In an exemplary ruling, the United States District Court for the Southern District of New York has ordered the so-called patent troll, Lumen View Technology, LLC (“Lumen”), to pay opposing party FindTheBest.com’s legal fees and other expenses under the fee-shifting provision of 35 U.S.C. § 285. See Lumen View Technology, LLC v. FindTheBest.com, Inc., 1:13-cv-3599 (DLC) (SDNY 2014).
Lumen filed suit against FindTheBest in May 2013 alleging FindTheBest infringed on a computer-implemented method patent that facilitated bilateral and multilateral decision-making. Lumen also filed more than twenty other similar patent infringement claims against various other technology companies during 2012 and 2013. FindTheBest quickly noticed the Lumen claim was a sham due to the fact that FindTheBest technology did not use a bilateral or multilateral decision-making process. The Southern District found Lumen’s suit to be without merit and dismissed the case in November 2013.
After the dismissal, FindTheBest petitioned the court to find Lumen’s suit one of an “exceptional case” under Section 285 and the recent Supreme Court ruling in Octane Fitness, LLC v. Icon Health & Fitness, Inc., 134 S. Ct. 1749 (2014).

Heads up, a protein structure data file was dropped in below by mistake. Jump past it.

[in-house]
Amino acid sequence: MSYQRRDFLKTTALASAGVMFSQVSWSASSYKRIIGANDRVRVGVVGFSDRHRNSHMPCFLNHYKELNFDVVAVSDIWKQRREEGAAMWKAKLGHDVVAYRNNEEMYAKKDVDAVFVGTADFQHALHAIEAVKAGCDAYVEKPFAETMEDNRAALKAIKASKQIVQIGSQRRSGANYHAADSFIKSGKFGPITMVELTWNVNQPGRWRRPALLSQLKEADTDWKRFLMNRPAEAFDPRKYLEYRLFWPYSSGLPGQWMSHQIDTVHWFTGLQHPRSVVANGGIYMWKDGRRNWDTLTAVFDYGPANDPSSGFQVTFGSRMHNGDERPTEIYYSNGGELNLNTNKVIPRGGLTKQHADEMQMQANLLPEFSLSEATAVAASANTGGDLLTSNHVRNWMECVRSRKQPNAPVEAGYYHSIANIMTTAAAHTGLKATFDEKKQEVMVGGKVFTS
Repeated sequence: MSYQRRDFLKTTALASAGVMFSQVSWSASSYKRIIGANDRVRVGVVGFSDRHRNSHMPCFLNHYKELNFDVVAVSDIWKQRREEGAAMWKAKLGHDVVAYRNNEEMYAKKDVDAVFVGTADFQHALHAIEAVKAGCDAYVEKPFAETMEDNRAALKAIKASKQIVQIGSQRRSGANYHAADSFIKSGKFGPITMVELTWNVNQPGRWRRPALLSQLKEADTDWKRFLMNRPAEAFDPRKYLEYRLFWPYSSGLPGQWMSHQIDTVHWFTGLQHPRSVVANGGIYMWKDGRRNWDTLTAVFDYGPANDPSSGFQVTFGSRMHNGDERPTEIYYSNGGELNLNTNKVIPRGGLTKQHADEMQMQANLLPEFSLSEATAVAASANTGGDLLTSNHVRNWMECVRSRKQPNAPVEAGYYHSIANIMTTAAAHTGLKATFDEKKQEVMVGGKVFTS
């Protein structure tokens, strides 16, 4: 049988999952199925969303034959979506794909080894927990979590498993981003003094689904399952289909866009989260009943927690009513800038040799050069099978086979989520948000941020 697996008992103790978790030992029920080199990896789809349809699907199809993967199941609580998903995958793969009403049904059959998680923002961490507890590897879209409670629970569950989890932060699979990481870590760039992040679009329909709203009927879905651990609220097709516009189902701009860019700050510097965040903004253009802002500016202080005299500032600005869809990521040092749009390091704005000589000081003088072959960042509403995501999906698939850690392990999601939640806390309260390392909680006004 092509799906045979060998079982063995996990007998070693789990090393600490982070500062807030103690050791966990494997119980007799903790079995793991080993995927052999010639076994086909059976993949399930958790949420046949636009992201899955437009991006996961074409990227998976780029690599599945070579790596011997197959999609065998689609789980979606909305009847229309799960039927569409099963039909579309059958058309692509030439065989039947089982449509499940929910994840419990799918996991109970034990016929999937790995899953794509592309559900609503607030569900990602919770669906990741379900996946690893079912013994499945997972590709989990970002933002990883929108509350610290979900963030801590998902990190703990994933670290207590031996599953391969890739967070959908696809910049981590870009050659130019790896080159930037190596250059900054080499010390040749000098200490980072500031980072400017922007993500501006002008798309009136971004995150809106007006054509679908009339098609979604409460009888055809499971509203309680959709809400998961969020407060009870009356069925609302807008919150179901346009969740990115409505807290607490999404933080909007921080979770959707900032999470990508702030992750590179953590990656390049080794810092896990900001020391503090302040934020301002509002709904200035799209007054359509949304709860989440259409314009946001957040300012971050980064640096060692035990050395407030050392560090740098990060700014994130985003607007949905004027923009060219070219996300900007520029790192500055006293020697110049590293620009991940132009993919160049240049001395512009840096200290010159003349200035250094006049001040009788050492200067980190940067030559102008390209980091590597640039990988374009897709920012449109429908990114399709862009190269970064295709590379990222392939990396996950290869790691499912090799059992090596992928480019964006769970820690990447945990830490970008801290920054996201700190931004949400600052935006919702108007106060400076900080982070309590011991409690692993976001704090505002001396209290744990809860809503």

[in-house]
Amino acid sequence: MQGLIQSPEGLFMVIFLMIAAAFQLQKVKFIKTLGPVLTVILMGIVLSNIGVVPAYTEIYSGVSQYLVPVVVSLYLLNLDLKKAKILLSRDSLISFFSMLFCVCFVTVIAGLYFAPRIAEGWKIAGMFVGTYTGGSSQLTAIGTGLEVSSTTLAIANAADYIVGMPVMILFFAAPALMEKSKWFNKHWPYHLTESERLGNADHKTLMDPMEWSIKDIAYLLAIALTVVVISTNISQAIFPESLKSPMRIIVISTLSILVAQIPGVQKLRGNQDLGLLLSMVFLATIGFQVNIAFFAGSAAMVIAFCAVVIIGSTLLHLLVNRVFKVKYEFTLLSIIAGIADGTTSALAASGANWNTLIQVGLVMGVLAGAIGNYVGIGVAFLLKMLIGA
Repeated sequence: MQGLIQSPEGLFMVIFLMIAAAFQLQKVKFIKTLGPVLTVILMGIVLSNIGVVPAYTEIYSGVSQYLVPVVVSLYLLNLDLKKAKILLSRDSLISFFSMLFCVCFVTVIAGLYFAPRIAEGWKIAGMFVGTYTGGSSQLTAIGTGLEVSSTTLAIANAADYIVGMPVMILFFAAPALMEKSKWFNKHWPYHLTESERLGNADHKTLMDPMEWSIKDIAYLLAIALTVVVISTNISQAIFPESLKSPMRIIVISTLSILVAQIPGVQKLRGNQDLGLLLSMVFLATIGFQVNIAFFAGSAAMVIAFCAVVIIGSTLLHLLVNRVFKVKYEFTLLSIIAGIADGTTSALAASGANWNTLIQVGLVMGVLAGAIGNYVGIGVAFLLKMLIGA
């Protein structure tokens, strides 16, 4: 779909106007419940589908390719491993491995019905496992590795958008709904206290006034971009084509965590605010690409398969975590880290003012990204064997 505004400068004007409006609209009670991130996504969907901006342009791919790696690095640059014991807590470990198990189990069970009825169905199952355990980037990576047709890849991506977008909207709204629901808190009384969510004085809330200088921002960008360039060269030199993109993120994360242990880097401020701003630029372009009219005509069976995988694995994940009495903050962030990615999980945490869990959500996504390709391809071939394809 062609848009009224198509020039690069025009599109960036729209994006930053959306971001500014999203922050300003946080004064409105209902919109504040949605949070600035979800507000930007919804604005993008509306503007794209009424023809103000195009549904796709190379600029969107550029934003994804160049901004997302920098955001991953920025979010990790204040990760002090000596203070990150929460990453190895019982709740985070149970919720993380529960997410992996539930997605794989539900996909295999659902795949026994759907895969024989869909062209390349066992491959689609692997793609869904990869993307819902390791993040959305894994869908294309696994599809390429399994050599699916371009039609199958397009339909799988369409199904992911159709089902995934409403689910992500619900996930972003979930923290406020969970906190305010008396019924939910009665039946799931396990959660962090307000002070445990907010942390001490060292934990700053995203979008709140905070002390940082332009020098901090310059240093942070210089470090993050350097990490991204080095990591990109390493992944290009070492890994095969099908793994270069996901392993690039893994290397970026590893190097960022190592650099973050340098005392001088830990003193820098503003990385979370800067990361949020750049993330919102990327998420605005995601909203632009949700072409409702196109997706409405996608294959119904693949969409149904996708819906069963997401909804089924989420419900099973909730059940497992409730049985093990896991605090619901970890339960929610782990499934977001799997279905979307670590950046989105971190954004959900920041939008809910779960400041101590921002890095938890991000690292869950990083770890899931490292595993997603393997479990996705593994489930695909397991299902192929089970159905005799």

In the April 2014 unanimous decision penned by Justice Sotomayor, the Supreme Court ruled that an “exceptional case” under § 285 is one that stands out from others with respect to a party’s litigating position, considering the law and the facts of the case, or the unreasonable manner in which the case was litigated. See Octane Fitness, LLC, 134 S. Ct. at 1756.
The Court found the previous standard in Brooks Furniture Manufactuirng, Inc. v. Dutailier Int’l, Inc., 393 F. 3d 1378 (2005), to be overly restrictive and one that hampered the statutory grant of discretion given to the courts under Section 285. Section 285 imposes only one constraint on a district court’s discretion to award fees, one of “exceptional” cases. In Brooks, a case could only be deemed exceptional when there was material inappropriate conduct, or when parties brought cases in subjective bad faith and were objectively baseless. The Court found this framework to be inconsistent with the text of Section 285.
In step with the Supreme Court’s Octane decision, the Southern District found Lumen’s patent infringement suit to fall under the “exceptional case” standard. As such, the Southern District of New York granted FindTheBest’s motion and found the suit to be a “prototypical exceptional case” shifting payment of FindTheBest’s case fees to Lumen.